Shares of electronics retailer Best Buy’s stock fell 5% Monday after it was reported that CEO Hubert Joly cut his stake in the company by 44%.
Joly sold 398,000 shares worth some $12.8 million, leaving him with $16.3 million in common stock and about $24 million worth of stock options and performance shares, according to a filing with the Securities and Exchange Commission.
Best Buy spokesperson Jeffrey Shelman said Monday that Joly's action is "solely related to his desire to diversify his overall personal holdings" and not any plans to step down, Reuters reports.
There are a host of reasons an executive might sell shares in a company, including, as Best Buy’s spokesperson says, a simple matter of adjusting a personal portfolio. But any time a CEO sells shares in the company he runs, it’s often seen as an apparent acknowledgement that not all is well for the foreseeable future.
Best Buy announced in May that it is working to beef up its customer service by expanding store associate training and enhancing its Geek Squad tech support team. Joly told Fortune then that the company is in a unique position to help customers make sense of an increasingly complex technological scene.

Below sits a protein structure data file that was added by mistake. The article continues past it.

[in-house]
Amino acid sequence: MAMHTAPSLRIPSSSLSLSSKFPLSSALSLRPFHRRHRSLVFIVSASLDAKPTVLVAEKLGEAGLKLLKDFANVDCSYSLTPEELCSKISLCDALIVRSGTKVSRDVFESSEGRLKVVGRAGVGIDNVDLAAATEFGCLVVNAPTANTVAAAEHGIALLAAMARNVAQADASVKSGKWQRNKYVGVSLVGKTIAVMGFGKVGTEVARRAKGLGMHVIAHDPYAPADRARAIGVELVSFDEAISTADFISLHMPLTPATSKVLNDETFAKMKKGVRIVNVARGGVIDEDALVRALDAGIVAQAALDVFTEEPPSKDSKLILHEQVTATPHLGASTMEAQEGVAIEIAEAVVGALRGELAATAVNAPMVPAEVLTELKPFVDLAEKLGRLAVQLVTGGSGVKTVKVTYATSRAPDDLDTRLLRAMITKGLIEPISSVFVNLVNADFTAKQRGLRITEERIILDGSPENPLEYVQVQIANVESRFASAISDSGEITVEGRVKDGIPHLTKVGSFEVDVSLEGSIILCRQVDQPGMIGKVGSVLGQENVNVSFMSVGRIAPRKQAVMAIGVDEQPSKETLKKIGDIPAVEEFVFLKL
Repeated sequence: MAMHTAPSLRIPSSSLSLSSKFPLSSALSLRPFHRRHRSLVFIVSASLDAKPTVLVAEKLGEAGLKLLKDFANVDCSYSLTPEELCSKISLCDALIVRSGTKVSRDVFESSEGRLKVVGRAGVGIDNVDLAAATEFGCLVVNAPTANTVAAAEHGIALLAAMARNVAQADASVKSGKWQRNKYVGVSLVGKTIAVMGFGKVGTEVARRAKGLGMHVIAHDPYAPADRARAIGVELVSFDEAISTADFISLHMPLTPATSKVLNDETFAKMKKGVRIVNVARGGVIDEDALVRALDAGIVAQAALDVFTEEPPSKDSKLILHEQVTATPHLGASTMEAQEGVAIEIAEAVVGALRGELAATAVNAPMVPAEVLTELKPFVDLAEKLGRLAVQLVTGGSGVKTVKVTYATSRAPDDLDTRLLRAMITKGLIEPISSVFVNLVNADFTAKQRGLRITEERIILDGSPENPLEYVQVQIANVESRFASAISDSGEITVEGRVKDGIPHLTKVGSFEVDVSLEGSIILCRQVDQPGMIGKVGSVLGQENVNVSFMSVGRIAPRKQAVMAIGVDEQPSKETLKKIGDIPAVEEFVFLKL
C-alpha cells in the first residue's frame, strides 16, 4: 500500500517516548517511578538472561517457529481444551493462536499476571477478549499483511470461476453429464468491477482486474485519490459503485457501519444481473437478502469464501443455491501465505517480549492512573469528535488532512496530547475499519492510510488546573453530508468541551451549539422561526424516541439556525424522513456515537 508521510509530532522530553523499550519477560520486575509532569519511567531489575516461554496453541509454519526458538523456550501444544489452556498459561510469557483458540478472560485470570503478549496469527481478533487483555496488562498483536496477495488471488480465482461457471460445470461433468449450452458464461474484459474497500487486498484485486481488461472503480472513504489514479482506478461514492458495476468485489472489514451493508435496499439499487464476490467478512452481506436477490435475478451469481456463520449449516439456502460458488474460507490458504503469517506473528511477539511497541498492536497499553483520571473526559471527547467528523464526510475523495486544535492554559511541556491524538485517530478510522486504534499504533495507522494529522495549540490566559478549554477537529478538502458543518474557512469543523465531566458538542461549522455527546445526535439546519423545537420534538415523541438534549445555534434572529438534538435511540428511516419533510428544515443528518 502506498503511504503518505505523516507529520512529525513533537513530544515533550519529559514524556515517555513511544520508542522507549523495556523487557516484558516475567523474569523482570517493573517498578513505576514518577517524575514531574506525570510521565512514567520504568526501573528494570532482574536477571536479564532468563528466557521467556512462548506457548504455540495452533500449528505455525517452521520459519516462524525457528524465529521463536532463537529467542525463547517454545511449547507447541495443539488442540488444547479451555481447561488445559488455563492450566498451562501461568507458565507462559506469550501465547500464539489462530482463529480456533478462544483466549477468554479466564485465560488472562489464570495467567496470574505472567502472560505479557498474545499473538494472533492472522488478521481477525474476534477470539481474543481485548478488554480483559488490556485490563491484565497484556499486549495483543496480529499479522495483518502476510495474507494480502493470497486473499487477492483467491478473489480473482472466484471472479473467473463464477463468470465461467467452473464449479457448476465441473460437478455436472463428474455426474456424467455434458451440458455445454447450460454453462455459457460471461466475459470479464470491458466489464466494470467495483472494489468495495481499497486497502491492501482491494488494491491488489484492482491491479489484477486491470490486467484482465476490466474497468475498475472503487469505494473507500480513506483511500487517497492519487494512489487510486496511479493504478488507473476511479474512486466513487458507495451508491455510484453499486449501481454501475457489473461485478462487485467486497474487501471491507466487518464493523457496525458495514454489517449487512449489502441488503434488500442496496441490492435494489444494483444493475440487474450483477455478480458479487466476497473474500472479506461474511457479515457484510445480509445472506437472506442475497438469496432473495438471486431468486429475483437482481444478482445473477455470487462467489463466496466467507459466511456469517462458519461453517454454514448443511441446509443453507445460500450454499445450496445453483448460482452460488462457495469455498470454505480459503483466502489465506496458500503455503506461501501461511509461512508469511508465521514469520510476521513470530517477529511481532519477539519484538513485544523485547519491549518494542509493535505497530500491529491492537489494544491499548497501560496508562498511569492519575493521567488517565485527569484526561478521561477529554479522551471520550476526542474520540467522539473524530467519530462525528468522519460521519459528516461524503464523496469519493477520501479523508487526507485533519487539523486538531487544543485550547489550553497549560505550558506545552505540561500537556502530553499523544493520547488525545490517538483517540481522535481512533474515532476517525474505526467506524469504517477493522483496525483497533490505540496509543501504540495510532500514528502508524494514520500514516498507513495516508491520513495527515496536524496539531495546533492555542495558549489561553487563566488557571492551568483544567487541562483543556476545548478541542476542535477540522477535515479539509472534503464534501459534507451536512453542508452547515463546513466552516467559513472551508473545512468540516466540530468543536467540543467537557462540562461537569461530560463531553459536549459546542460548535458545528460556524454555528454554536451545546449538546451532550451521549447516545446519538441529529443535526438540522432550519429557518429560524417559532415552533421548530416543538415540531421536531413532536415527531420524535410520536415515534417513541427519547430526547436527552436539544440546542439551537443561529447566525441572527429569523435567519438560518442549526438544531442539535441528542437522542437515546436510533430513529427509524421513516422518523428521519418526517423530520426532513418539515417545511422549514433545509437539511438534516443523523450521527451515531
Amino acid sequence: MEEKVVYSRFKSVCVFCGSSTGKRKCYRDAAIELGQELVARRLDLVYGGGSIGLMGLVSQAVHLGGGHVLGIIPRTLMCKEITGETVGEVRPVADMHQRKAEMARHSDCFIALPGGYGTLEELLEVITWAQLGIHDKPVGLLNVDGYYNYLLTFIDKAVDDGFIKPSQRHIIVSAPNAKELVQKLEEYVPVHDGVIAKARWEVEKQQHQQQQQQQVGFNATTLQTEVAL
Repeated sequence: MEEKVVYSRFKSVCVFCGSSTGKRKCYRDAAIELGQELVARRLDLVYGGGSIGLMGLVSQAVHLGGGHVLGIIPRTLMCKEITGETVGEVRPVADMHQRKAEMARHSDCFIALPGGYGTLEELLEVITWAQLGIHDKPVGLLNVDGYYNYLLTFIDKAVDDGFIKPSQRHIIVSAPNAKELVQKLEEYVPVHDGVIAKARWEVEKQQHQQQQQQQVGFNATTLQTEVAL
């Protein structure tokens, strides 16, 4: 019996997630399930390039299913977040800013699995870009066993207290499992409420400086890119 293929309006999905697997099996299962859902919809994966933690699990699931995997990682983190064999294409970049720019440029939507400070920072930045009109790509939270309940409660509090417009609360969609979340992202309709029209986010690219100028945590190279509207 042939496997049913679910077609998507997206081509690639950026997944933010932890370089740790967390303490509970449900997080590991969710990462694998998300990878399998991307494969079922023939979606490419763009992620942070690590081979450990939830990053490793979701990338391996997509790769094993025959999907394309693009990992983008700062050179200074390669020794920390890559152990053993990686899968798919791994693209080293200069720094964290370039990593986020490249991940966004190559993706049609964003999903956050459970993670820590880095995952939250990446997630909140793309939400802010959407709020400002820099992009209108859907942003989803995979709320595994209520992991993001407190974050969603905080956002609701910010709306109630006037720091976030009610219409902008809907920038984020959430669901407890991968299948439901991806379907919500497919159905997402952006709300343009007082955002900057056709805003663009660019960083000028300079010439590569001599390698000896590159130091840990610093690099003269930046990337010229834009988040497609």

“The pace of innovation (in tech) is very extraordinary but for the customers it’s a bit confusing knowing what to buy,” Joly said Tuesday. “There is a growing gap between what technology can do and what we as consumers understand what technology can do.”
Best Buy managed to beat expectations for its recent first quarter results, reporting earnings of $229 million, compared to its year-ago earnings of $129 million. Adjusted earnings were 44 cents per share, well past estimates from Zacks Investment Research for 35 cents per share. Same-store sales in the quarter fell just 0.1%, against Best Buy's own expectations of a 1% to 2% decline, buoyed by online sales, which grew 24% in the quarter.
Shares of Best Buy, up 8.4% so far this year through late May, fell after the retailer released a soft profit forecast for the current quarter and announced that chief administrative officer and CFO Sharon McCollam would step down.